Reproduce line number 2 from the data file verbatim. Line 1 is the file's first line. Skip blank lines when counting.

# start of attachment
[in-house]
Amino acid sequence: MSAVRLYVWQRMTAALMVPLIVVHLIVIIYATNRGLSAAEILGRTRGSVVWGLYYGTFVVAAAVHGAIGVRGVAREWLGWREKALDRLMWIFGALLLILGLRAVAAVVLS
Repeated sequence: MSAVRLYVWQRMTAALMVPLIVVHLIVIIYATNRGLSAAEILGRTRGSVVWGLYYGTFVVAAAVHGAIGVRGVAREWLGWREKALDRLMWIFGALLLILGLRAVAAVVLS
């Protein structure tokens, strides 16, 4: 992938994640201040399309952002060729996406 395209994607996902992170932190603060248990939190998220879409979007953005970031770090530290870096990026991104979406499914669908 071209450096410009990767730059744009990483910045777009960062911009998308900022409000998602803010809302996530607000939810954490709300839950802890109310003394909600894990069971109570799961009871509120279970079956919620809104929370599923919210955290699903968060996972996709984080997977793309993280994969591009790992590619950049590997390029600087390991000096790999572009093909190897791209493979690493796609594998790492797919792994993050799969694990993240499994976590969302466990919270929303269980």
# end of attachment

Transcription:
Amino acid sequence: MSAVRLYVWQRMTAALMVPLIVVHLIVIIYATNRGLSAAEILGRTRGSVVWGLYYGTFVVAAAVHGAIGVRGVAREWLGWREKALDRLMWIFGALLLILGLRAVAAVVLS